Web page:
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Biblical tradition holds that northern Iraq is the land of Cain and Abel. Across post-war Iraq, the ancient parable of fratricide seems to be playing out in a contemporary context: Muslim brothers killing Muslim brothers in spates of violence between the Sunni and Shia sects rippling out in waves across the Middle East.

Fighting in Syria shifts as sectarian divisions intensify

The war in Syria is increasingly defined along the lines of a Shia regime versus a Sunni opposition.

ALEPPO, Syria — Soma lives in the shadows. He moves through back alleys rather than main streets. He keeps his head down and confronts no one. If he speaks in public, it is in a low voice and only to trusted friends.

Soma, 28, is wanted by the Syrian regime because he evaded military service to support the revolution. He can no longer enter government-held territory, and as a member of the Alawite sect that dominates Bashar al-Assad’s government, he is now no longer welcome in the rebel zones, acutely aware that many members of the Sunni-dominated opposition would kill him simply for being Alawite.

It wasn’t always this way. At the beginning of the uprising against the Assad regime, Soma was an active supporter of the revolution in his home province of Homs. He organized protests. He joined the Youth for Freedom movement, exposing the brutal government crackdown on protesters via YouTube videos and Facebook posts. He worked together with Sunni, Shia, fellow Alawites and Christians united by a common goal – freedom.

“In those days, there were no racist chants, but there was an uncertainty,” said Soma. “Everyone feared the hatred between the Alawite and Sunni. Nothing was clear.”

And now the early fears appear to have been founded, he says. The fight has shifted and the array of groups that make up the opposition are increasingly dominated by Sunni ideologues and fundamentalists. The war itself is increasingly defined along the lines of a Shia regime backed by fellow Shia in Iran and Lebanon’s Hezbollah versus a Sunni opposition backed by Saudi Arabia, Turkey and a reluctant array of Western powers, including the United States.

“Step by step, racism and religion began to creep in. It was gradual so we didn’t see it coming.”
~Basel Absi

For Soma, the changes are more and more perceptible every day.

Last month, as he walked on the street with several friends, they were approached by two angry, non-Syrian Islamic extremists. As they chastised Basel Absi, one of Soma’s closest Sunni friends, for smoking in the street and Absi’s Kurdish wife for not wearing a full abiya, Soma could do nothing but watch in horror. Absi managed to talk their way out of the confrontation without anyone realizing Soma was Alawite. In his home shortly after the conflict, Soma related his feelings.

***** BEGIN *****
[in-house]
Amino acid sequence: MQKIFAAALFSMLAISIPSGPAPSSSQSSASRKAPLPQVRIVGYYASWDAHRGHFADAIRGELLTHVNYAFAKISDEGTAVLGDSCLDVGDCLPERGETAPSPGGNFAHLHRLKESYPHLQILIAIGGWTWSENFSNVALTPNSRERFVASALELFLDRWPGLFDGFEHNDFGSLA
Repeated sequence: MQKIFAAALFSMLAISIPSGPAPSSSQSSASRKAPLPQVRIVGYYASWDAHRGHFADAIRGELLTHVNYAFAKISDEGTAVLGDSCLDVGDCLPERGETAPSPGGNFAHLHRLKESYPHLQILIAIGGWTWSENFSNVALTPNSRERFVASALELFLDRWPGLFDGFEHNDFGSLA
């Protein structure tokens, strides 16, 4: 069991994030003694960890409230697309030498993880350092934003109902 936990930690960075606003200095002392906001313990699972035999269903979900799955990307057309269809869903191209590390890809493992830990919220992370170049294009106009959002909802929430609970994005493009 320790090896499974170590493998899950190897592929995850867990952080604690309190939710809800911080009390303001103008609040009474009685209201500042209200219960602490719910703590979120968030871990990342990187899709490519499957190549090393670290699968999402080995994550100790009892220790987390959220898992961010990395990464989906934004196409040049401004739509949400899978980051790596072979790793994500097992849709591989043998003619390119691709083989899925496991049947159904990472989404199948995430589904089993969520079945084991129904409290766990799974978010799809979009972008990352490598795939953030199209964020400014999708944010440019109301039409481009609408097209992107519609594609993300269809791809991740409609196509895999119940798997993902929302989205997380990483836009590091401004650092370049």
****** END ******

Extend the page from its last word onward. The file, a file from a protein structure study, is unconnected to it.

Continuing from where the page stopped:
“I had a lump in my throat. I thought to myself, death has arrived,” said Soma, whose family name has been withheld for his own safety and that of his family.

“I had an image in my head of the people I should have said goodbye to. But the worse thing was the feeling of helplessness. I couldn’t protect my friends – I couldn’t even save myself. I was paralyzed. I kept thinking, this is not the way I want to die. If they hear my voice or check my ID – what can I do? I am in my house right now and I am still so afraid.”

The Syrian uprising began in March 2011, when anti-government protests erupted across the country. The movement began like the majority of the Arab Spring movements that swept across the Middle East that year. Protesters called for freedom, change and human rights.

But over time, that cry for freedom began to take on religious tones. The fight against a corrupt dictatorial government morphed into a fight between a Sunni majority and the leadership of a regime dominated by an Alawite minority – an offshoot of the Shia faith.

The population of Syria is as diverse as that of its neighbors Iraq and Lebanon, where sectarian violence has torn communities apart. Last month more than 1,000 were killed in car and suicide bombings across Iraq, and fighting between Shia and Sunni raged in Lebanon’s Tripoli. But for decades it had appeared that the Syrian people had managed to avoid the sectarian and religious turmoil that plagued the region.

An estimated 80 percent of Syria’s population is Sunni Muslim. This includes a Kurdish Sunni minority in the north who account for around 11 percent. The rest are predominantly Alawite, Shia and Christian with several smaller racial and religious groups dotting the country.

In those early days, protesters did not distinguish between religion, race and sect. Neither did the government. Alawite and Shia demonstrators were arrested and beaten alongside Sunnis. Hundreds, like Soma, had their cars burned, their homes targeted